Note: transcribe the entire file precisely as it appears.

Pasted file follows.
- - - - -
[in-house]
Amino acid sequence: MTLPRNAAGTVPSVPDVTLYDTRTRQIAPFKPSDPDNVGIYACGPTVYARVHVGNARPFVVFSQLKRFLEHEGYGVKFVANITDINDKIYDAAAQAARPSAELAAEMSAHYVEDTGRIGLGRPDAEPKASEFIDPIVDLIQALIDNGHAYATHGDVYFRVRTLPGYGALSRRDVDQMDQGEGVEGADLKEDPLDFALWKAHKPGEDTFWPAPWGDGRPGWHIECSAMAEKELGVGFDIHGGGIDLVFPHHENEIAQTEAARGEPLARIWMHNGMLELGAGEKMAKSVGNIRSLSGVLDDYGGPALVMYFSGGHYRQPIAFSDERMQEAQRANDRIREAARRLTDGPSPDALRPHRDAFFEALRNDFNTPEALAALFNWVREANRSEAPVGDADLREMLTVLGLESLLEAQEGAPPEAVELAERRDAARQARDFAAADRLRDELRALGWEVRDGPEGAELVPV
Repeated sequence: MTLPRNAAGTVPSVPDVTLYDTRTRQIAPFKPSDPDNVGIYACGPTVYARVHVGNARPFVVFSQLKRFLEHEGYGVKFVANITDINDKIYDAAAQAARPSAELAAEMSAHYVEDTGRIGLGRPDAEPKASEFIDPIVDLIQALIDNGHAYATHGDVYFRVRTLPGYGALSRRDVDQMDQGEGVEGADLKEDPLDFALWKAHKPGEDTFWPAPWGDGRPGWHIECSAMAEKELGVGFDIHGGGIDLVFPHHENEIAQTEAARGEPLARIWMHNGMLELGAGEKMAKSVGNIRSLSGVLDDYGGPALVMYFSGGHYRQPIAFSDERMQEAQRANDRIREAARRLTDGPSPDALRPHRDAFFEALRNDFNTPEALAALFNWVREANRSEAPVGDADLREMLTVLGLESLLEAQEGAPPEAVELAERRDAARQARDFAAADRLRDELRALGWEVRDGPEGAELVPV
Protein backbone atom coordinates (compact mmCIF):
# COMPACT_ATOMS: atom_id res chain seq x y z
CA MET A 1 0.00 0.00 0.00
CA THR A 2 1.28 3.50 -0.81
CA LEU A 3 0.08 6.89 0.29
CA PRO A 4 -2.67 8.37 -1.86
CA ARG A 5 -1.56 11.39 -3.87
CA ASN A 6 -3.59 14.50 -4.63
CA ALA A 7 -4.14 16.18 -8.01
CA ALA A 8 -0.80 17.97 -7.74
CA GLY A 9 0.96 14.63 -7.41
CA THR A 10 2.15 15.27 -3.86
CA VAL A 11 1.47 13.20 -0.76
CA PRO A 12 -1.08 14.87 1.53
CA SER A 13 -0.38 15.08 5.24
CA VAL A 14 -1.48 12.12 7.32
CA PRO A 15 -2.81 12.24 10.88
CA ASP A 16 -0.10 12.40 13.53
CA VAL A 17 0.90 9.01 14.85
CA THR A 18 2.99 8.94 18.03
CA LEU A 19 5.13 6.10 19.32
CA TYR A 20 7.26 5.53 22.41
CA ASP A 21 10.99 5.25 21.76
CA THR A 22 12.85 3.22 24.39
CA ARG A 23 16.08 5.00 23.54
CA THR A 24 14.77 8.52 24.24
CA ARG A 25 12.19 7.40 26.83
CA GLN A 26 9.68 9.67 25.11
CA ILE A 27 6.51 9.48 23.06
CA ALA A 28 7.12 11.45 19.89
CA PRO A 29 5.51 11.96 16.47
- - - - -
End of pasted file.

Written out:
[in-house]
Amino acid sequence: MTLPRNAAGTVPSVPDVTLYDTRTRQIAPFKPSDPDNVGIYACGPTVYARVHVGNARPFVVFSQLKRFLEHEGYGVKFVANITDINDKIYDAAAQAARPSAELAAEMSAHYVEDTGRIGLGRPDAEPKASEFIDPIVDLIQALIDNGHAYATHGDVYFRVRTLPGYGALSRRDVDQMDQGEGVEGADLKEDPLDFALWKAHKPGEDTFWPAPWGDGRPGWHIECSAMAEKELGVGFDIHGGGIDLVFPHHENEIAQTEAARGEPLARIWMHNGMLELGAGEKMAKSVGNIRSLSGVLDDYGGPALVMYFSGGHYRQPIAFSDERMQEAQRANDRIREAARRLTDGPSPDALRPHRDAFFEALRNDFNTPEALAALFNWVREANRSEAPVGDADLREMLTVLGLESLLEAQEGAPPEAVELAERRDAARQARDFAAADRLRDELRALGWEVRDGPEGAELVPV
Repeated sequence: MTLPRNAAGTVPSVPDVTLYDTRTRQIAPFKPSDPDNVGIYACGPTVYARVHVGNARPFVVFSQLKRFLEHEGYGVKFVANITDINDKIYDAAAQAARPSAELAAEMSAHYVEDTGRIGLGRPDAEPKASEFIDPIVDLIQALIDNGHAYATHGDVYFRVRTLPGYGALSRRDVDQMDQGEGVEGADLKEDPLDFALWKAHKPGEDTFWPAPWGDGRPGWHIECSAMAEKELGVGFDIHGGGIDLVFPHHENEIAQTEAARGEPLARIWMHNGMLELGAGEKMAKSVGNIRSLSGVLDDYGGPALVMYFSGGHYRQPIAFSDERMQEAQRANDRIREAARRLTDGPSPDALRPHRDAFFEALRNDFNTPEALAALFNWVREANRSEAPVGDADLREMLTVLGLESLLEAQEGAPPEAVELAERRDAARQARDFAAADRLRDELRALGWEVRDGPEGAELVPV
Protein backbone atom coordinates (compact mmCIF):
# COMPACT_ATOMS: atom_id res chain seq x y z
CA MET A 1 0.00 0.00 0.00
CA THR A 2 1.28 3.50 -0.81
CA LEU A 3 0.08 6.89 0.29
CA PRO A 4 -2.67 8.37 -1.86
CA ARG A 5 -1.56 11.39 -3.87
CA ASN A 6 -3.59 14.50 -4.63
CA ALA A 7 -4.14 16.18 -8.01
CA ALA A 8 -0.80 17.97 -7.74
CA GLY A 9 0.96 14.63 -7.41
CA THR A 10 2.15 15.27 -3.86
CA VAL A 11 1.47 13.20 -0.76
CA PRO A 12 -1.08 14.87 1.53
CA SER A 13 -0.38 15.08 5.24
CA VAL A 14 -1.48 12.12 7.32
CA PRO A 15 -2.81 12.24 10.88
CA ASP A 16 -0.10 12.40 13.53
CA VAL A 17 0.90 9.01 14.85
CA THR A 18 2.99 8.94 18.03
CA LEU A 19 5.13 6.10 19.32
CA TYR A 20 7.26 5.53 22.41
CA ASP A 21 10.99 5.25 21.76
CA THR A 22 12.85 3.22 24.39
CA ARG A 23 16.08 5.00 23.54
CA THR A 24 14.77 8.52 24.24
CA ARG A 25 12.19 7.40 26.83
CA GLN A 26 9.68 9.67 25.11
CA ILE A 27 6.51 9.48 23.06
CA ALA A 28 7.12 11.45 19.89
CA PRO A 29 5.51 11.96 16.47